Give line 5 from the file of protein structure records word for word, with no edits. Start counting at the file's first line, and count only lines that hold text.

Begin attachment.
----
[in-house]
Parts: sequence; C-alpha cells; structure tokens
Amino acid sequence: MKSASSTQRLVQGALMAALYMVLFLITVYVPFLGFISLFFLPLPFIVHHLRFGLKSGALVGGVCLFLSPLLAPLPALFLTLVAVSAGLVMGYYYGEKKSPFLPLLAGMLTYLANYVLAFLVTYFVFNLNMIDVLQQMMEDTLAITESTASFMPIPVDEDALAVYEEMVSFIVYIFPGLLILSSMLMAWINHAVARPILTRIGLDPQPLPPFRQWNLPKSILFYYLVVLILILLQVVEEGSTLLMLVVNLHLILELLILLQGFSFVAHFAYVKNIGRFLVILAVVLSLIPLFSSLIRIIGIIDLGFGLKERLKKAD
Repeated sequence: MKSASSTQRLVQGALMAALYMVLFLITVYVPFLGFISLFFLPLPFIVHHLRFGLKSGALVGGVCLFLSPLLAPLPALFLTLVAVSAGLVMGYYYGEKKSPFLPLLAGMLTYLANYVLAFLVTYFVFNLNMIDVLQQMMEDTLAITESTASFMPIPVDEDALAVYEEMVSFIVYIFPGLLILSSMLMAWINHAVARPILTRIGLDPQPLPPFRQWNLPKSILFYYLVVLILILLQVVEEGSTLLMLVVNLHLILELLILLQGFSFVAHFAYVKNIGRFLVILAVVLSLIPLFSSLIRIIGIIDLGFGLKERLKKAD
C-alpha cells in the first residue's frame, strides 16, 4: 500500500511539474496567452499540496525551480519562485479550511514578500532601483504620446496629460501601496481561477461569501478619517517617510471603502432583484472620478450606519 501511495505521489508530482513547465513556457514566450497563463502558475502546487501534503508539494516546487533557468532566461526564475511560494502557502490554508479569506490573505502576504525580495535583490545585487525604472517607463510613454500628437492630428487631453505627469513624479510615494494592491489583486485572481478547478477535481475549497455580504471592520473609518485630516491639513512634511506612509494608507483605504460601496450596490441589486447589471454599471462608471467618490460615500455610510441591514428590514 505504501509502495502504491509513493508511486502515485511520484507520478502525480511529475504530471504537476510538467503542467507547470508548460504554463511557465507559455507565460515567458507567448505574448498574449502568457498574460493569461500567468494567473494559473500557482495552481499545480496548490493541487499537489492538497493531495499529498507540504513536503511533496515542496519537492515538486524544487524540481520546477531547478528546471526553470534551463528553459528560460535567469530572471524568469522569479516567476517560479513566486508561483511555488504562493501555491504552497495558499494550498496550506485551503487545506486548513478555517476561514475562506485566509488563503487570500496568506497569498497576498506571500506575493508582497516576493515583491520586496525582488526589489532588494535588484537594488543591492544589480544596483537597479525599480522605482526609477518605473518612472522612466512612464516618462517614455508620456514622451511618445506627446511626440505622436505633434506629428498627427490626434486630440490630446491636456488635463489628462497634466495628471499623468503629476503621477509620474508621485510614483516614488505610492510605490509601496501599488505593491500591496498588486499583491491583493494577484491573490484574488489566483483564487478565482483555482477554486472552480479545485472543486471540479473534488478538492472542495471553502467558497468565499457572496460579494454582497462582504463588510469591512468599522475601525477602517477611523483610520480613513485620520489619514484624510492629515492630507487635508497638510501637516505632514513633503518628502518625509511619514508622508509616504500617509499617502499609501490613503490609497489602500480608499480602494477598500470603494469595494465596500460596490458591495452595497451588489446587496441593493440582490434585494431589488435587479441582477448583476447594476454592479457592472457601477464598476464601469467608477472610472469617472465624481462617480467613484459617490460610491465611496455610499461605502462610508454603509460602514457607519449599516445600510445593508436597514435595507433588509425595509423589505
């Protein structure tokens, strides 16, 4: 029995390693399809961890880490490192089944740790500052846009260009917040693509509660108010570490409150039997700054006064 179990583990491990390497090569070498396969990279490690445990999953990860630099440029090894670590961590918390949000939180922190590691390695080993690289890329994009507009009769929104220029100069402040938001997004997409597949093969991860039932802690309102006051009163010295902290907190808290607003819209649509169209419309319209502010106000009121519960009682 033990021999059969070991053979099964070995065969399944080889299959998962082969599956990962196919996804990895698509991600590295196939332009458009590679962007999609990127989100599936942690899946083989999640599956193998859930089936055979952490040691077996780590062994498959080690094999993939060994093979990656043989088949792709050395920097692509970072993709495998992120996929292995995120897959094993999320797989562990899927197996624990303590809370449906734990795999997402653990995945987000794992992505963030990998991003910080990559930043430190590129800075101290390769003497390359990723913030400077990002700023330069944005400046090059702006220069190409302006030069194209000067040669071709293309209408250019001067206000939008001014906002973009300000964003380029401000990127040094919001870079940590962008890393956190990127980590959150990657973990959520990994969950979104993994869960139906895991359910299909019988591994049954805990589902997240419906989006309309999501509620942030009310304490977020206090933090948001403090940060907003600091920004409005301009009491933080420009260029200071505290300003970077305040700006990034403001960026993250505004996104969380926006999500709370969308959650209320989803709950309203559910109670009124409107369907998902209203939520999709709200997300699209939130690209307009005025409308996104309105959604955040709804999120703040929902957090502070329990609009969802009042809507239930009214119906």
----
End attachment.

C-alpha cells in the first residue's frame, strides 16, 4: 500500500511539474496567452499540496525551480519562485479550511514578500532601483504620446496629460501601496481561477461569501478619517517617510471603502432583484472620478450606519 501511495505521489508530482513547465513556457514566450497563463502558475502546487501534503508539494516546487533557468532566461526564475511560494502557502490554508479569506490573505502576504525580495535583490545585487525604472517607463510613454500628437492630428487631453505627469513624479510615494494592491489583486485572481478547478477535481475549497455580504471592520473609518485630516491639513512634511506612509494608507483605504460601496450596490441589486447589471454599471462608471467618490460615500455610510441591514428590514 505504501509502495502504491509513493508511486502515485511520484507520478502525480511529475504530471504537476510538467503542467507547470508548460504554463511557465507559455507565460515567458507567448505574448498574449502568457498574460493569461500567468494567473494559473500557482495552481499545480496548490493541487499537489492538497493531495499529498507540504513536503511533496515542496519537492515538486524544487524540481520546477531547478528546471526553470534551463528553459528560460535567469530572471524568469522569479516567476517560479513566486508561483511555488504562493501555491504552497495558499494550498496550506485551503487545506486548513478555517476561514475562506485566509488563503487570500496568506497569498497576498506571500506575493508582497516576493515583491520586496525582488526589489532588494535588484537594488543591492544589480544596483537597479525599480522605482526609477518605473518612472522612466512612464516618462517614455508620456514622451511618445506627446511626440505622436505633434506629428498627427490626434486630440490630446491636456488635463489628462497634466495628471499623468503629476503621477509620474508621485510614483516614488505610492510605490509601496501599488505593491500591496498588486499583491491583493494577484491573490484574488489566483483564487478565482483555482477554486472552480479545485472543486471540479473534488478538492472542495471553502467558497468565499457572496460579494454582497462582504463588510469591512468599522475601525477602517477611523483610520480613513485620520489619514484624510492629515492630507487635508497638510501637516505632514513633503518628502518625509511619514508622508509616504500617509499617502499609501490613503490609497489602500480608499480602494477598500470603494469595494465596500460596490458591495452595497451588489446587496441593493440582490434585494431589488435587479441582477448583476447594476454592479457592472457601477464598476464601469467608477472610472469617472465624481462617480467613484459617490460610491465611496455610499461605502462610508454603509460602514457607519449599516445600510445593508436597514435595507433588509425595509423589505